‘Deepwater Horizon’ Review: Real-Life Disaster Movie Explosive But Not Compelling

Deepwater Horizon Mark Wahlberg

On April 20, 2010 the worst oil rig crisis and spill in American history happened in Louisiana on the Deepwater Horizon. Eleven workers died. 115 people on that rig struggled to survive. For the next 87 days, oil flowed uncontrollably into the Gulf Of Mexico. Since it was ruled to be responsible in 2014, BP has paid out billions in penalties, settlements and clean-up. Now, six years later, Hollywood is having its say with director Peter Berg’s straight-laced disaster movie based on the true story.


As I say in my video review above, there is definitely a compelling, fascinating movie to be made from all of this — and then there is the one that Berg made. This is not to say that he’s crafted a Deepwater Horizon angle that won’t be successful; audiences love to see explosions — lots of them — especially in Imax. Deepwater Horizon delivers on that fully in the film’s second half, when it seems to be full of relentless blowouts, lots of fireworks and people diving for their lives. The first half is fairly insufferable, however, with the filmmakers — including screenwriters Matthew Sand and Matthew Michael Carnahan — seemingly intent on showing just how well they have learned all the technical jargon you might hear spoken on an oil rig. The dialogue is so rigid and nerdy you would need a companion glossary just to follow any of it.

The TV marketing has been playing up Kate Hudson’s role as concerned wife to Mark Wahlberg’s heroic lead character Mike Williams, who did everything he could to save lives and prevent an even bigger disaster thanks to his extreme knowledge of the rig and its inner-workings. The attempt to show their relationship gives it all an extra emotional element probably meant to lure female moviegoers, but really she is in it mostly for worried reaction shots at home watching it unfold on TV.

Although it seems Berg is going for a film with the feel of an authentic docu-drama, what he has essentially come up with is a not-so-distant cousin to ’70s Irwin Allen disaster movies like The Poseidon Adventure and especially The Towering Inferno. Berg is a competent director of action who mixes deep emotion and visceral scenes that feel like a punch to the gut. He did this relentlessly in the superior Afghan war drama Lone Survivor and returns to that playbook here in many ways. Somehow though, despite the weight of this tragedy we all remember so well, I felt at a distance watching Deepwater Horizon unfold — somewhere along the way the human story became overwhelmed by the effects. The “disaster” part of it is so drawn out that when it is announced at the end that 11 people died, I thought that was a small number compared to the nonstop carnage on display. In Lone Survivor, the most powerful moment in the film comes in a coda at the end saluting the real men who died.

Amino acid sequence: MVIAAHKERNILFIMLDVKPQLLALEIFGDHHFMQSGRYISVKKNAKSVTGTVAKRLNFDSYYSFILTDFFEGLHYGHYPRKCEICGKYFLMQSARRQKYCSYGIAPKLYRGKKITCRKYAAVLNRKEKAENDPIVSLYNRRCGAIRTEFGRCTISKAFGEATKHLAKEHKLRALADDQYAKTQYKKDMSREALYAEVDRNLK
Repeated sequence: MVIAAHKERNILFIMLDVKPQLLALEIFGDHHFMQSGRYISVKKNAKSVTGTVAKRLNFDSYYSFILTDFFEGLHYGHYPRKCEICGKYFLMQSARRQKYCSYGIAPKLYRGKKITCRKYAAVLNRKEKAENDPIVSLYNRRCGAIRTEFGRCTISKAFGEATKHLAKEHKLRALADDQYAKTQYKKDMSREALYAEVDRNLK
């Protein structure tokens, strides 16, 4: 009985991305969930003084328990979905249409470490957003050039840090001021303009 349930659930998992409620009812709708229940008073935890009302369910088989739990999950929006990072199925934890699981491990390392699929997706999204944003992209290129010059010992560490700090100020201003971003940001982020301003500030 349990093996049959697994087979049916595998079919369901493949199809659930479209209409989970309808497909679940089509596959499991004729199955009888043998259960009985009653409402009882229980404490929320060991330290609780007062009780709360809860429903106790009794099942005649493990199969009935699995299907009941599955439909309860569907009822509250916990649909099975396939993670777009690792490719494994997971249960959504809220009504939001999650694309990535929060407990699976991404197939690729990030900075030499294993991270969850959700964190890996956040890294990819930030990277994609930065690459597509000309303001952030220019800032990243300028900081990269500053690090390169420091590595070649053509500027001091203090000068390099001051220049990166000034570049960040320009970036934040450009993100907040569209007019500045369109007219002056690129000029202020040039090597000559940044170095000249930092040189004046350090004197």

Wahlberg, as he was in Lone Survivor and presumably will be in the Boston Marathon bombing movie he and Berg have coming out at Christmas, is a stoic and dedicated hero figure as Williams. He knows how to make this stuff work on screen. Other key roles are nicely played by veteran Kurt Russell as Jimmy Harrell, who managed some of this operation; John Malkovich as Donald Vidrine, the BP executive at the center of things; and particularly by spunky and spirited Gina Rodriguez as the Bridge Officer Andrea Freytus. Technical contributions are first rate all around as you might expect.

I am not the sort of critic who reviews a film that isn’t there, and I won’t start here except to say I would be very interested in seeing this from another angle, that of how political considerations caused this to happen and the aftermath involving BP’s fight to rescue its image. But then again that kind of movie probably wouldn’t get the Imax bookings. Berg made the movie he set out to make, one that charts what happened on that day April 20, 2010. For some moviegoers, that will be all they want or need. Producers are Lorenzo di Bonaventura, Mark Vahradian and David Womark. Participant Media and Summit Entertainment are the key production companies with Lionsgate releasing this Friday.

Do you plan to see Deepwater Horizon? Let us know what you think.

This article was printed from https://deadline.com/2016/09/deepwater-horizon-review-mark-wahlberg-peter-berg-video-1201826718/